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debugging using tk.rb

 
 
Wybo Dekker
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      10-19-2006
Is it possible to use the debug library while using tk.rb?
It seems to work only as long as the Tk mainloop is not entered...
--
Wybo

 
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Hidetoshi NAGAI
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      10-20-2006
From: Wybo Dekker <(E-Mail Removed)>
Subject: debugging using tk.rb
Date: Thu, 19 Oct 2006 20:06:23 +0900
Message-ID: <(E-Mail Removed)>
> Is it possible to use the debug library while using tk.rb?
> It seems to work only as long as the Tk mainloop is not entered...


# Maybe, the following cannot help you ...

If it is the reason of the trouble that "Tk.mainloop" doesn't
return while the root (main) window is alive, please try to start
"Tk.mainloop" in a Thread (e.g. evloop = Thread.new{Tk.mainloop}).
--
Hidetoshi NAGAI ((E-Mail Removed))

 
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Wybo Dekker
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      10-21-2006
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Hidetoshi NAGAI wrote:
> From: Wybo Dekker <(E-Mail Removed)>
> Subject: debugging using tk.rb
> Date: Thu, 19 Oct 2006 20:06:23 +0900
> Message-ID: <(E-Mail Removed)>
>> Is it possible to use the debug library while using tk.rb?
>> It seems to work only as long as the Tk mainloop is not entered...

>
> # Maybe, the following cannot help you ...
>
> If it is the reason of the trouble that "Tk.mainloop" doesn't
> return while the root (main) window is alive, please try to start
> "Tk.mainloop" in a Thread (e.g. evloop = Thread.new{Tk.mainloop}).


when I do that literally, the script exits immediately, without any
messages. When I use () instead of {}: evloop = Thread.new(Tk.mainloop)
then it starts normally, but there is no difference with just Tk.mainloop.

For example, running the Pig Latin Generator from Dave's book
(attached): if I try to debug the pig method with
`break PigBoxig', then hitting the `Pig It' button should stop me in
the pig method, but that doesn't happen. (I can, however) circumvent
this by setting the break point on the line number).

And when I hit the `Exit' button, an error message pops up:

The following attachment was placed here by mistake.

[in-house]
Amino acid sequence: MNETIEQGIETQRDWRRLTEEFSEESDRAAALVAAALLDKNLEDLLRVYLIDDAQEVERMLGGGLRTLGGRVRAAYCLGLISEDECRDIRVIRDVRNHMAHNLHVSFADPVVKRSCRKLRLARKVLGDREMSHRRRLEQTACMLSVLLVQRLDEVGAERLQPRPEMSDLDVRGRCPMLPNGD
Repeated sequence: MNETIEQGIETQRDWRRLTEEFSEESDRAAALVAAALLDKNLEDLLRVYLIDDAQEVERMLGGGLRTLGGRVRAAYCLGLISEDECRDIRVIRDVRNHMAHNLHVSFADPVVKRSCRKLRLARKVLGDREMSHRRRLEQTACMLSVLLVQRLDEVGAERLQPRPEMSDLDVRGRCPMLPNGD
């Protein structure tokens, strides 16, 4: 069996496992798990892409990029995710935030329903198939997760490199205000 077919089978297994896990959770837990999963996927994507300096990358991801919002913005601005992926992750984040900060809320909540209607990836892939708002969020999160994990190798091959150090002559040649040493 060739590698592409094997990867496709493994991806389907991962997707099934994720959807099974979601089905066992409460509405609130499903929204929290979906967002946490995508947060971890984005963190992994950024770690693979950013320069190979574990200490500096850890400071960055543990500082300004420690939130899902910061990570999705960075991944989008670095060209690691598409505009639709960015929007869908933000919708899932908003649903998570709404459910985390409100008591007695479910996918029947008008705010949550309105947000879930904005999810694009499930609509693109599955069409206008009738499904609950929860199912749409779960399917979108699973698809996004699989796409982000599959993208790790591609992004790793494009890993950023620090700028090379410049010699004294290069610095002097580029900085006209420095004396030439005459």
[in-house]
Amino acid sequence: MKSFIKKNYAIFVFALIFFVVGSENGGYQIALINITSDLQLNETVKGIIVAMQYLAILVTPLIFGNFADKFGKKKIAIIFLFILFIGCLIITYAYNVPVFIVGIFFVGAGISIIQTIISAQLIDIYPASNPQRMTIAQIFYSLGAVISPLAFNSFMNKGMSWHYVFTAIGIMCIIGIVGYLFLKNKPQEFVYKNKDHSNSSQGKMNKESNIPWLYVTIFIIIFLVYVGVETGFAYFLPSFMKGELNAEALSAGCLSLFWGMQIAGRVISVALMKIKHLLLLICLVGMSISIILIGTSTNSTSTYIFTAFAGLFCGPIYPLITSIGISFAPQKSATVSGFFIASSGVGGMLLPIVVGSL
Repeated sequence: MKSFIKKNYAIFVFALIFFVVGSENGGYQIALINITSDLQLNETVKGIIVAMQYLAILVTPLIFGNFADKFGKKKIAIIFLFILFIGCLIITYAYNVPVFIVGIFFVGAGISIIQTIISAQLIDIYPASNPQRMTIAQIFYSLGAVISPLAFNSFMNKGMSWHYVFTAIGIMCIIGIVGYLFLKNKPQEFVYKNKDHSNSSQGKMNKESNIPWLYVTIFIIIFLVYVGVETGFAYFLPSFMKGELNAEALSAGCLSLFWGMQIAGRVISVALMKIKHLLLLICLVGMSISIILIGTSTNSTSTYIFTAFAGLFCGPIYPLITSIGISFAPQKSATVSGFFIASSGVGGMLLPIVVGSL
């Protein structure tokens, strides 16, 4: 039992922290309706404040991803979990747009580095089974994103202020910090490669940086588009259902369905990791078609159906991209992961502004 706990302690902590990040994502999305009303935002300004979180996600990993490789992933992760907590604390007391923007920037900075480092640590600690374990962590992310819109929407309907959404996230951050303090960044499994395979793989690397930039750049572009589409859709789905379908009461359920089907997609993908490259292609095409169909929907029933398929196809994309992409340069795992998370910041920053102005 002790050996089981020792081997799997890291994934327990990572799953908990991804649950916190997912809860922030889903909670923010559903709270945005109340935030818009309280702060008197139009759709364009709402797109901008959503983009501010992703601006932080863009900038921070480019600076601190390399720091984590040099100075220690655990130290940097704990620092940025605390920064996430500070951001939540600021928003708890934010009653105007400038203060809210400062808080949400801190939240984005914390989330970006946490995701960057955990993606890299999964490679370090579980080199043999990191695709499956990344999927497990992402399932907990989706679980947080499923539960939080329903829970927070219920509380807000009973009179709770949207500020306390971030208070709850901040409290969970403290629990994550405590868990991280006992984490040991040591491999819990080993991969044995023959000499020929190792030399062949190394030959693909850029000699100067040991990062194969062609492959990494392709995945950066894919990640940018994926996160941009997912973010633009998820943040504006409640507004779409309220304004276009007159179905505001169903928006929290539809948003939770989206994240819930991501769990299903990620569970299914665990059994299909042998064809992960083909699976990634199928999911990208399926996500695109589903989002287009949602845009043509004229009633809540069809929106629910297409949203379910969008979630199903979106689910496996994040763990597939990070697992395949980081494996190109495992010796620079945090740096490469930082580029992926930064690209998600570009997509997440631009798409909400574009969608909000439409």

FATAL
FATAL
while executing
"rb_out c00002"
invoked from within
".w00000.w00004 invoke"
("uplevel" body line 1)
invoked from within
"uplevel #0[list $w invoke]"
(procedure "tk::ButtonUp" line 22)
invoked from within
"tk::ButtonUp .w00000.w00004"
(command bound to event)

One of my real, rather complex, applications says, as soon as I enter
the Tk-window with my mouse:

/home/wybo/bin/adm/admin:4:$: << File.dirname(__FILE__) files
(rdb:1) b ~/bin/admin_transaction.rb:108
Set breakpoint 1 at ~/bin/admin_transaction.rb:108
(rdb:1) c
/usr/local/lib/ruby/1.8/tk/event.rb:443: `invalid value for Integer:
"??"' (ArgumentError)
from /usr/local/lib/ruby/1.8/tk.rb:1323:in `catch'
from /usr/local/lib/ruby/1.8/tk.rb:1323:in `callback'
from /usr/local/lib/ruby/1.8/tk.rb:1557:in `mainloop'
from /usr/local/lib/ruby/1.8/tk.rb:1557:in `mainloop'
from /home/wybo/bin/adm/admin:1248
/usr/local/lib/ruby/1.8/tk/event.rb:443: TkUtil.eval_cmd(cmd,
*(ex_args << klass.new(*klass.scan_args(keys, arg))))
(rdb:1)

I suspect that this error message is caused by the use of rio(??) (for
the creation of temporary files)


--
Wybo

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#!/usr/local/bin/ruby

require 'tk'

class PigBox
def pig(word)
leadingCap = word =~ /^A-Z/
word.downcase!
res = case word
when /^aeiouy/
word+"way"
when /^([^aeiouy]+)(.*)/
$2+$1+"ay"
else
word
end
leadingCap ? res.capitalize : res
end


def showPig
@text.value = @text.value.split.collect{|w| pig(w)}.join(" ")
end


def initialize
ph = { 'padx' => 10, 'pady' => 10 } # common options
p = proc {showPig}


@text = TkVariable.new
root = TkRoot.new { title "Pig" }
top = TkFrame.new(root)
TkLabel.new(top) {text 'Enter Text:' ; pack(ph) }
@entry = TkEntry.new(top, 'textvariable' => @text)
@entry.pack(ph)
TkButton.new(top) {text 'Pig It'; command p; pack ph}
TkButton.new(top) {text 'Exit'; command {proc exit}; pack ph}
top.pack('fill'=>'both', 'side' =>'top')
end
end


PigBox.new
evloop = Thread.new(Tk.mainloop)
#Tk.mainloop


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David Vallner
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      10-21-2006
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Wybo Dekker wrote: